In addition, unfair exchange has been present. This is a real phenomenon in today's world which adversely affects Third World countries. That is why in the past there were agreements to protect coffee, cocoa bean, and sugar prices, as well as many other products that later disappeared, because the trend the new world economic order seeks to impose is the disappearance of every price scheme that benefits Third World countries. And the agreements that protected basic products have been greatly affected.

Consequently, we must see what role Third World countries will play in this world of competition, global economy. We were able to ponder that when we visited the petrochemical complex Trinidadians have here, in an area of abundant gas fields. There are very modern plants here, very well-designed, very compact, with very advanced technology, with very little workers. One can hardly see people there. These are investments requiring a large amount of capital and very advanced technology.

I wonder how will Third World countries compete in that global economy, in the face of the monsters who control capital and technology? I am also concerned over competition among Third World countries for bringing in capitals, a competition that has translated into making more advantageous concessions; one day this enterprise, tomorrow another, in order to bring investments. But what is left for the countries?

Many times there has been talk about 15- or 20-year tax concessions, or 5- or 10-year tax concessions. Even we, in our agreements for some investments, have been forced to make some small concessions, but we have had to do it at one time. However, we made some estimations. First, we fight so that the country can maintain a significant share of property. We do what we can to maintain a significant share of property so that part of that property is in part a national property. We also discuss other things in depth, such as the tax and fiscal system, because the country needs revenues. Revenue cannot only come from the workforce. And those revenues must be partly obtained in our capacity as owner of a percentage of that enterprise, and also through taxes.

Obviously, we must do all we can, we must do everthing we can with our resources so that these enterprises can be state property. We have already said that. But I see in this Third World the great struggle among multinational corporations.

However, there is more competition among countries than among multinational corporations in a desperate effort to attract investments. This forces some countries to make too many concessions. And at the end, they don't get much. Obviously, the situation is not the same in every country. There are countries which have many natural resources; others don't have natural resources. There are countries where investments flow more easily, given that abundance of natural resources.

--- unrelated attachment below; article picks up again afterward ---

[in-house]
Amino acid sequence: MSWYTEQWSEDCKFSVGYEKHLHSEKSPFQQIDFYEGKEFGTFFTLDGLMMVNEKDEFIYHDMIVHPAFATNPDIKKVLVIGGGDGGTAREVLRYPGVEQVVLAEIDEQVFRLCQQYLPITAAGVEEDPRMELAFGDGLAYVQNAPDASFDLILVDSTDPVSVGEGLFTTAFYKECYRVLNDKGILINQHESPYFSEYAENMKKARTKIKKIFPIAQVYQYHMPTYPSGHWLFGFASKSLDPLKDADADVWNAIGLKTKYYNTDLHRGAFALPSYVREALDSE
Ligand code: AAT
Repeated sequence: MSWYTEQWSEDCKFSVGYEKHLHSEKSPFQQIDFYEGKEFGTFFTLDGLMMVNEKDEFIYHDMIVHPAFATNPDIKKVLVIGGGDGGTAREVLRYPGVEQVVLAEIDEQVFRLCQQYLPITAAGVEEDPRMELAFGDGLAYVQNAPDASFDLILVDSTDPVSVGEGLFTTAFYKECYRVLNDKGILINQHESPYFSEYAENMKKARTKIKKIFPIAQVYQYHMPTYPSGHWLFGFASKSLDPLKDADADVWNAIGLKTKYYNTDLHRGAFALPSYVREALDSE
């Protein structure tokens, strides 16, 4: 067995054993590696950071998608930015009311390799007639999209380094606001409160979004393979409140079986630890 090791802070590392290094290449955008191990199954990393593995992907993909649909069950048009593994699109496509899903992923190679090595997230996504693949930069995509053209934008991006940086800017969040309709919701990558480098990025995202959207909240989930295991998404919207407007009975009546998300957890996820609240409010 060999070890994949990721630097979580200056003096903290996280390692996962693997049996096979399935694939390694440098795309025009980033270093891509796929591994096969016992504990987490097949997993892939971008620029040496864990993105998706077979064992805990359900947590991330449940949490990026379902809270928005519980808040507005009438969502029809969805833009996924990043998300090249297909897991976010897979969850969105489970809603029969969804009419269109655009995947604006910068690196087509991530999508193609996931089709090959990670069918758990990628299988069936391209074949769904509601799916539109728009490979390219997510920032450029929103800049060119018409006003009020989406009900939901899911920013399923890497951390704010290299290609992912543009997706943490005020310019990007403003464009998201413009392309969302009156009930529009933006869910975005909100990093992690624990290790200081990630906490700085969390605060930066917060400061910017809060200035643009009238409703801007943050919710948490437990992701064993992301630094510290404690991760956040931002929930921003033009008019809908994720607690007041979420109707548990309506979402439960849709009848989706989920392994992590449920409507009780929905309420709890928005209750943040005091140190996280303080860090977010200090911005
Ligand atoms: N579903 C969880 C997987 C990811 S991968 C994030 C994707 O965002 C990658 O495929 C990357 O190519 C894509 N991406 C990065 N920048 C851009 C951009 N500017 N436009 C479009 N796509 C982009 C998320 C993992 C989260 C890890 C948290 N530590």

But going back to the fundamental idea, what will be left for Third World countries in this global economy that has been designed and is being designed for all?

[Reporter] Does it fit you to have a little of the generosity you mentioned because the profitability...

[Castro, interrupting] Generosity (?forgets).

[Reporter] ...of the large countries which may have a preferential or generous treatment no longer exist.

[Castro] Nor of the large countries or the large multinational corporations.

[Reporter] For this reason.

[Castro] There could be multinational corporations. We are there. Many multinational corporations... We have discussed with them and with serious businessmen, but I know well and I know it well because of a law, a principle, which is earnings, profitability. And I must know and I must be patient enough to discuss it.

The reality is that our countries cannot do without foreign investment. If they lack capital, they lack technology, they lack markets, many times do not even have the experience in organization, production, and export of products. We are learning a lot about this from what we have read in the books when we faced today's reality.

We are satisfied with what we are doing because we feel we are doing so with a lot of sense of national interest, the people's interest, and without any despair. It is better to wait than to despair because if you despair, you may fall into the mistake of making too many concessions. These are today's problems, today's problems because in the near future, a tremendous competition will explode among the large economic blocs and... [pause] Everybody wants to become slaves, everybody wants to export. We must wonder where the buyers will be because we must have buyers in order to export.